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High-speed Interfaces Bolster Connectivity in SSD Controllers

August 27, 2019 by Majeed Ahmad

The adoption of PCIe Gen4 and USB 3.2 interface technologies shows how controller chips are trying to match the capacity and speed of flash memory they serve in SSD designs.

The adoption of PCIe Gen4 and USB 3.2 interface technologies shows how controller chips are trying to match the capacity and speed of flash memory they serve in SSD designs.

While flash memory chips are continually innovating their way toward more storage capacity in a single die, what about their counterpart? I'm, of course, referring to flash controller chips, which manage the operation in solid-state drive (SSD) designs. The operating speed of an SSD can degrade when more flash memory chips are connected to a controller interface.

At the same time, however, a rise in the number of interfaces will increase the number of high-speed signal lines, which in turn, makes it hard to implement the wiring on the SSD board. Not surprisingly, therefore, flash controller chipmakers are incorporating higher speed interfaces like PCIe Gen4 and USB 3.2.

4-Channel PCIe Gen4 SSD Controller

Following the AMD’s release of PCIe® 4.0-ready desktop PC platform, which is based on the third-generation AMD Ryzen™ processor and AMD X570 chipset for socket AM4, Marvell has introduced a low-power PCIe® Gen4 NVMe™ SSD controller.

Marvell claims to have designed this storage controller around the challenges that users face in the data center and edge computing environments. With PCIe Gen4, the latest PCI Express specification, a 4-channel controller operating at low power consumption can significantly boost the SSD performance.

 

The SSD reference design built around Marvell’s 88SS1322 PCIe Gen4 NVMe SSD controller. Image from Marvell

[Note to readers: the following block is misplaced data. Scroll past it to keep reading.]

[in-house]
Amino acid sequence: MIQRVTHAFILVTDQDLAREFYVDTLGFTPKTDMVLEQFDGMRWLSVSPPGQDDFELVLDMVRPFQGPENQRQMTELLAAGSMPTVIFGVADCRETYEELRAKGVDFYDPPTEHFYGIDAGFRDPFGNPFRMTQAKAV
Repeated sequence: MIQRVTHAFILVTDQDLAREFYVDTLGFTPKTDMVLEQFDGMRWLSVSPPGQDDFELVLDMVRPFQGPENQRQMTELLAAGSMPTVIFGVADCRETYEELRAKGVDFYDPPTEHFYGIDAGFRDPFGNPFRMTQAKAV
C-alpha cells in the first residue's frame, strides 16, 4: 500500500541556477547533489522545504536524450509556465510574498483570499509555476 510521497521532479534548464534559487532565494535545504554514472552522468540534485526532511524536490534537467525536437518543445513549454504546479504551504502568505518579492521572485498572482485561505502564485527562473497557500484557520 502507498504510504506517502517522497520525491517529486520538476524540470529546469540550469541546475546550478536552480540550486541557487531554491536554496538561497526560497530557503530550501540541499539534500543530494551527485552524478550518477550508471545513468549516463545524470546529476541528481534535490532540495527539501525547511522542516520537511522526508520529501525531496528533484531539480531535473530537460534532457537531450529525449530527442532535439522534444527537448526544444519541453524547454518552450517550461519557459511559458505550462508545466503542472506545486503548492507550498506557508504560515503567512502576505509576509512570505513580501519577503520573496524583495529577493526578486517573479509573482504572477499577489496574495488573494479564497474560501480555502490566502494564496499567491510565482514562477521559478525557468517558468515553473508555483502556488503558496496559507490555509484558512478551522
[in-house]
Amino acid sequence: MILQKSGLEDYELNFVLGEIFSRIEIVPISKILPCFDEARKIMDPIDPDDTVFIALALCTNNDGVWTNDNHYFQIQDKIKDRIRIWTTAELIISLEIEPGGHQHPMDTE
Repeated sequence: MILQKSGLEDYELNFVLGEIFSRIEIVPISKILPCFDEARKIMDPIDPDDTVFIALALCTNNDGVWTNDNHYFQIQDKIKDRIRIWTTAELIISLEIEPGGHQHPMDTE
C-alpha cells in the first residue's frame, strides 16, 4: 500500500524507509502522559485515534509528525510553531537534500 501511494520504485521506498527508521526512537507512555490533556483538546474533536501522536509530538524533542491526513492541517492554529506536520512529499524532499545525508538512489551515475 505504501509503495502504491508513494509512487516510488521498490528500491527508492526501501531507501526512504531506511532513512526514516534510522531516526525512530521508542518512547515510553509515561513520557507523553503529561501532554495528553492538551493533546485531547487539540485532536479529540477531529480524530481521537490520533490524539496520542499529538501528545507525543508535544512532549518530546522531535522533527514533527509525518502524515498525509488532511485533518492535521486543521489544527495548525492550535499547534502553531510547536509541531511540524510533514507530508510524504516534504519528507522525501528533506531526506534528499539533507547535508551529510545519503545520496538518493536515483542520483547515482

The DRAM-less PCIe Gen4 SSD controller has been built around the 12 nm process node, and Marvell has validated it with Micron’s 96-layer NAND components supporting 1.2 GT/s interface. It’s compatible with the existing and emerging form factors, including m.2 (22110 to 2230), BGA, EDSFF, and U.2 SSD.

The new SSD controller chip employs Marvell’s NANDEdge™ error correction technology and supports four ONFI and Toggle NAND channels. It can operate at up to 1,200 MT/s to enable high capacity, high throughput, and low latency storage over a wide range of use cases in applications such as data center servers, enterprise boot drives, and storage for PC clients, gaming, and more.

External SSD Controller

Silicon Motion, another supplier of NAND flash controller chips, has unveiled a controller with on-chip USB 3.2 interface, which enables up to two terabytes of storage with the latest generation of 96-layer QLC NAND.

The current portable and external storage designs typically use a stand-alone SSD with a USB to SATA or PCIe bridge chip for the interface between the SSD and the host. The bridge chip connects the controller and flash memory chips.

What Silicon Motion’s SM3282 controller chip does is facilitate a single-chip hardware and software solution that supports the USB Attached SCSI Protocol (UASP) and two NAND channels with four chip enables (CE) per channel.

 

Silicon Motion’s SSD controller comes built-in with 3.3 V/2.5 V/1.8 V/1.2 V voltage regulators and supports LED for indicating access status. Image from Silicon Motion.

 

The SM3282 controller supports USB type A and type C connectors and offers peak sequential read and write transfer speeds of over 400 MB/s. It also enables battery-powered small form factor portable SSDs while offering crystal-less design for bill-of-material (BOM) savings.


 

What's your experience with SSD controllers? Have you used them in your work before? Share your thoughts in the comments below.

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